Read the Bible features devotional commentaries from D.A. Carson’s book For the Love of God (vol. 1) that follow the M’Cheyne Bible reading plan. This podcast is designed to be used alongside TGC's Read The Bible initiative (TGC.org/readthebible).
1 Chronicles 22; 1 Peter 3; Micah 1; Luke 10
The transition between the account of David’s numbering of the people (1 Chron. 21) and the account of David’s formidable preparations for the construction of the temple that his son Solomon would build (1 Chron. 22) is one verse, the first verse of chapter 22, with no parallel in 2 Samuel: “Then David said, ‘The house of the LORD God is to be here, and also the altar of burnt offering for Israel’” (1 Chron. 22:1).
So the place where the temple was built is the place where David built an altar to the Lord, calling on him with sacrificial offerings (1 Chron. 21:25–27), and where the angel of death sheathed his sword.
So David laid in formidable supplies of building materials and prepared the people to help his son Solomon build the promised temple. “Now devote your heart and soul to seeking the LORD your God. Begin to build the sanctuary of the LORD God, so that you may bring the ark of the covenant of the LORD and the sacred articles belonging to God into the temple that will be built for the Name of the LORD” (1 Chron. 22:19).
There are some lessons to be learned from this siting of the temple.
(1) The place chosen for the temple is the place where a sacrifice was offered and the wrath of God against sin was averted. Of course, the very design of tabernacle and temple was meant to remind people that sin had to be atoned for, that one could not simply saunter into the presence of the holy God, that the sacrifices God himself had prescribed had to be offered by the designated high priest once a year, first for his own sins and then for the sins of the people. But the siting of the temple on this location reinforces the point. Worship and religion are not primarily about offering to God something called praise, something God prefers not to be without. Worship and religion are first of all about God-centeredness—and because we are rebels, that means that worship and religion are in the first instance about being reconciled to this God, our Creator and Redeemer, from whom we have willfully become alienated. The heart of the temple is not its choirs, its incense, its ceremonies. The heart of the temple is about averting the wrath of God, by the means he himself has provided.
(2) The siting of the temple is also a mingling of priestly and kingly lines of authority. Originally, the priests and Levites alone were responsible for the tabernacle; the pillar of cloud determined when it would move. But here the king establishes the site—anticipating the offices of king and priest in one man: Jesus Christ.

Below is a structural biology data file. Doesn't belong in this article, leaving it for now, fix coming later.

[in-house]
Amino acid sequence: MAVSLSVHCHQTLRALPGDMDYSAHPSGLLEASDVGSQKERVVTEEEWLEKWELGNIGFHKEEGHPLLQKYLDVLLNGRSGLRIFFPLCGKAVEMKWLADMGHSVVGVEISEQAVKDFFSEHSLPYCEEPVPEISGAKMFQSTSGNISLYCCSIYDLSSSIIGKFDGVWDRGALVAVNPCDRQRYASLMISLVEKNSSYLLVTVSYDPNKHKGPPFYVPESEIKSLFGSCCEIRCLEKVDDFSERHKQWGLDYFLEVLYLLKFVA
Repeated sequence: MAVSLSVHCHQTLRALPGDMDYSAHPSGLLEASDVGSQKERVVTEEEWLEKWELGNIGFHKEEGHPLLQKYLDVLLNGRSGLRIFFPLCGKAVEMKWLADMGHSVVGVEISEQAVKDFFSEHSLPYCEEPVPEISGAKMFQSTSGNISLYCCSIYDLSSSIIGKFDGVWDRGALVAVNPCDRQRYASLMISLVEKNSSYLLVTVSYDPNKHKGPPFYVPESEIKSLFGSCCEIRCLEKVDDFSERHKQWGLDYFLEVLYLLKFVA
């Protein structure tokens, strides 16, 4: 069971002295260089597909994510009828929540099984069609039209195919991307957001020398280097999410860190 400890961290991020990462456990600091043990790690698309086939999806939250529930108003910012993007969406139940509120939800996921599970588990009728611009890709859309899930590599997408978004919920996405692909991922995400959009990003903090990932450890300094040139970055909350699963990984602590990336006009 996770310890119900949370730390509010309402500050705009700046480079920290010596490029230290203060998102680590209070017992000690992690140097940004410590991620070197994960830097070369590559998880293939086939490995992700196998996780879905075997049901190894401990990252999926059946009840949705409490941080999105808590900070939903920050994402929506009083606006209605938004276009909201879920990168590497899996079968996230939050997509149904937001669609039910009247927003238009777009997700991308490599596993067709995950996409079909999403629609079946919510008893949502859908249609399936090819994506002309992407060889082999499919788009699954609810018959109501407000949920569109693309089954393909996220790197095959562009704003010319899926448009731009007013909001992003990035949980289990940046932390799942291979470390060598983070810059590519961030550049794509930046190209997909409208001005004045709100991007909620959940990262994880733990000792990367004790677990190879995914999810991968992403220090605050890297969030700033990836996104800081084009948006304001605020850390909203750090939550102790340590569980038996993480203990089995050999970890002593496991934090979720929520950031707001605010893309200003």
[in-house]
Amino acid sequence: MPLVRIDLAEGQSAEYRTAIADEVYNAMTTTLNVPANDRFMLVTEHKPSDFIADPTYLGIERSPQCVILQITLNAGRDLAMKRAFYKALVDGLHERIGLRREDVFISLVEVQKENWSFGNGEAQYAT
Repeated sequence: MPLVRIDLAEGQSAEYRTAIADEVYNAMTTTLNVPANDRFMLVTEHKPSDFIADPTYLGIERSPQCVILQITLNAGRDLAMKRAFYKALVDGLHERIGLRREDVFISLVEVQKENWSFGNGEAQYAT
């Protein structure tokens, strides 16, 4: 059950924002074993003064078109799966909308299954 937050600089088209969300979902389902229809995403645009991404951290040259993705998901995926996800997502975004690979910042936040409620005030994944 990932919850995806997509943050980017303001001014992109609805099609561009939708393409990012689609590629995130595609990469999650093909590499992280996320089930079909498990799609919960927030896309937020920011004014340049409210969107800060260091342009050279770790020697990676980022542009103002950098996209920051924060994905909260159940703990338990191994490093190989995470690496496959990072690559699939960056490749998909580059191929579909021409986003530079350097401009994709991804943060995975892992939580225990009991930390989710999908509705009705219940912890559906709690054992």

1 Chronicles 21; 1 Peter 2; Jonah 4; Luke 9
Second Samuel 24, which roughly parallels 1 Chronicles 21, says that the anger of the LORD burned against Israel, so he incited David to number the people, which act was strictly forbidden—and then that act brought down the wrath of God on the nation (1 Chron. 24:1). The passage before us says that “Satan rose up against Israel and incited David to take a census of Israel” (1 Chron. 21:1).
The two stances are not mutually exclusive, of course, nor even particularly antithetical. In God’s universe, it is impossible to escape the outermost bounds of God’s sovereignty. Whether his providential will over the Devil is portrayed as permissive (as in the case of Job), or something more directive, God is in charge. As for the moral dimensions of the matter, it is important to recall that even within the framework of 2 Samuel 24, God is not arbitrarily and whimsically tempting David to do evil, and then rather viciously clobbering him for it. Whatever God sanctions is portrayed as God’s response to antecedent sin: God’s anger burned against Israel, we are told, so that certain things took place. In the same way, the mark of God’s anger on the nation of Israel during the waning years of the reign of the Davidic dynasty was more and more callous corruption on the throne and among the ruling elite, with the result, of course, that there was more sin in the nation, and more immediacy to God’s threats of judgment.
Nevertheless, having said this, the feel of these two chapters, 2 Samuel 24 and 1 Chronicles 21, is quite different. In both cases David is held responsible to follow the Scriptures of the covenant, regardless of the temptation or the complexities of its provenance. But the explicit mention of Satan in 1 Chronicles 21 underlines the dimension of the cosmic fight between good and evil. Three other perspectives are also highlighted:
(1) Joab is always portrayed as a considerable military leader, but not as a particularly spiritual or even moral man. Here he stands up to the king with godly advice, and he is not listened to (1 Chron. 21:3–4). Godly counsel may come from a variety of sources. Doubtless one must listen to all of them—but at the end of the day all counsel must be tested by the Word of God.
(2) Some actions have immense repercussions on others. This was especially true under the old covenant, where kings, prophets, and priests stood in a representative relationship with the people. Though the new covenant is configured differently, it is still true, for instance, that the sins of the fathers are visited on the children for three and four generations.